On the wet Johannesburg evening of January 10th, I attended the NERDAFRICA book club meeting. I came across the event on their Facebook page and the book that was to being discussed was one that brought back fond memories of UKZN’s Pietermaritzburg campus, Ngugi waThiongo’s “Decolonising the mind”. The book had been recommended for a module I did during my years at the University. This brought back all the memories of my young and ignorant self. Having spent the better part of an hour searching for the venue, I arrived with the discussions having progressed. I had to get on board this conversation as those men running alongside a train would. To my surprise, the conversation was still in the early stages.
It was the idea that the “black middle class” is never concerned with the revolution but rather enjoys philosophising about it.
I looked around the group, noticing my peers dressed as though they’d just come back from the office. To my relief, none of them were dressed in the dashikis that have become uniform among the pseudo-intellectual “woke” black community of South African youth.
The glare of the irony of us having a conversation in English about a book that deals with black people’s language and the use of English in their oppression was too bright for me to ignore. Nonetheless, the content of the conversation was rather fruitful. Often in spaces like book clubs the discussions are spoiled by those who enjoy the sound of their own voices. Like any other book club meeting, this one, too, had that ilk. Be that as it may, the exchange of ideas on Ngugi and decoloniality fared quite well. One got the sense that many of the ideas that were being passed around were refined in thought.
The refreshing part was that there was none of that “intellectual superiority complex” that generally comes with “woke” people.
There were a number of inspiring thoughts within that conversation. In our conversation the subject of the authorship of the Xhosa Bible by Appleyard came up. A contending view was that it is plausible that the Xhosa Bible was not actually translated by Appleyard, as many believe, but by some other Xhosa author who may have not been credited for their work. After all, colonialism had the tendency of usurping the work of the black man. This view pushed me to dig into the authorship of the Xhosa bible to searching for those black people that may have not been credited for their work by the missionaries of the 19th century. Sadly, I have not yet begun the digging, thanks to a beautiful woman called Procrastination.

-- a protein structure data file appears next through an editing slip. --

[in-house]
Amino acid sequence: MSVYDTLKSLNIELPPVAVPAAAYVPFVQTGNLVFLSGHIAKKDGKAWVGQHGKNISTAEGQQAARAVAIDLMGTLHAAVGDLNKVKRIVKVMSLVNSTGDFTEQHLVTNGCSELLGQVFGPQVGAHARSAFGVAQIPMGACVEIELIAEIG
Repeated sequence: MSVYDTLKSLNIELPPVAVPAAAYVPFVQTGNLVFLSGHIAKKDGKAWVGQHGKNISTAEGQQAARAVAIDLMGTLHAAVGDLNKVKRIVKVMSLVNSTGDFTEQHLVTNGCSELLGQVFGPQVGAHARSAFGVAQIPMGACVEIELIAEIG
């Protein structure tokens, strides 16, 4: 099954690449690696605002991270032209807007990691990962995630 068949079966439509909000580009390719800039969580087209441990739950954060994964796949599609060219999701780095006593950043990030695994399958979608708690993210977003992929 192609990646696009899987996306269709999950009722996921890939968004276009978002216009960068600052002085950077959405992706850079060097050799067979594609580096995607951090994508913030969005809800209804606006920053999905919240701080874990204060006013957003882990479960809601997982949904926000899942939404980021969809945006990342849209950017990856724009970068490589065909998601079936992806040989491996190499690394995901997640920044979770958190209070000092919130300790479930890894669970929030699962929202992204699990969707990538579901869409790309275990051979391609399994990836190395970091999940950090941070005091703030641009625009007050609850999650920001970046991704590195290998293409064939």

In the course of the discussion someone raised a point that has been engraved in my thoughts. It was the idea that the “black middle class” is never concerned with the revolution but rather enjoys philosophising about it. This is mainly because that idea gave me a reflection of myself. So ingrained was the thought in my mind that I even wrote a blog about it.
It was very refreshing to come across a group of young people in Johannesburg grappling with the lived realities of the black experience in a spirit that sought to transform society and its norms. The refreshing part was that there was none of that “intellectual superiority complex” that generally comes with “woke” people. This was just a conversation that sought to reflect on some of the imprints that colonialism has left behind. The kind of conversation that inspires one to delve into diverse avenues of thought. How lovely it is to know that I am not the only one that thinks about such issues in this day and age.